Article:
Sometimes Home Isn’t Where The Heart Is
The photograph exhibition created by homeless people in London
It goes without saying, homelessness is a global issue. In 2020, 200,000 people were considered homeless in England. 14% of those were women however, that statistic is known to not be reliable. The Big Issue (a magazine that employs people in extreme poverty) say women are more likely to hide at night as the streets are not safe, therefore, don't get counted in the statistics.
During the pandemic, the message was “Stay Home, Save Lives” but what happens when you don’t have a home? Whilst we were all at home, rough sleepers were the only ones left on the empty streets, creating a truly unique perspective.
Lucy Wood and husband Dan Barker paid 6 people living on the streets of London to take photos of things they found interesting. They were paid £20 per film role they filled. One photographer said, taking the photos made life on the streets a little easier and more fun.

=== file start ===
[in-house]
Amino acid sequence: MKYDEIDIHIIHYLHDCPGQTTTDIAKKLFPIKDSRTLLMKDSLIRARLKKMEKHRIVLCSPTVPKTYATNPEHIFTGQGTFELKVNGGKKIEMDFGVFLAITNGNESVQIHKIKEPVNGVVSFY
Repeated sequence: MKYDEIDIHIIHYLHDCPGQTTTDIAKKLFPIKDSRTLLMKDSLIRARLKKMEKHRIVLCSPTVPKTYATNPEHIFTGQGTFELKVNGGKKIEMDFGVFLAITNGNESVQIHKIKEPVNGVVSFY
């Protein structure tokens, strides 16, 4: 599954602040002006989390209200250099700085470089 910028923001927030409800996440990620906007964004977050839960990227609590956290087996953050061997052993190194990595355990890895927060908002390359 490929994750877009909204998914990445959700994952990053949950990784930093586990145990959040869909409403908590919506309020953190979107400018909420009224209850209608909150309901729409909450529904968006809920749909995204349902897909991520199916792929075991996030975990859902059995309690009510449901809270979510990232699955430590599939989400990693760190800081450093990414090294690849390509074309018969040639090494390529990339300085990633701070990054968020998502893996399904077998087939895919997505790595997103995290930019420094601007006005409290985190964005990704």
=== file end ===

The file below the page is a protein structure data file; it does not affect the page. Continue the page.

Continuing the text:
Another photographer named Kelly, aged 39, had unfortunately passed away during the project. She had just saved enough money for a place to stay that wasn't the streets. The last photo Kelly took was of her leg what appears to be bandaged up. Her other photos are so beautifully taken, showing never-seen-before empty streets and parks in the heart of the capital. Her memory will live on through this enlightening exhibition.
These raw and harrowing photos from all 6 photographers are held at a free outside exhibition called ‘Out Of Home’ at St Martin-in-the-Fields London. The organizers have also created a website where you can buy prints of the photos or a 65-page book containing 67 photographs. All profits go to the photographers themselves, with a percentage to St Martin-in-the-Fields Church, who helps support the homeless.
This project has documented a side to London that has been hidden through the mess of the pandemic.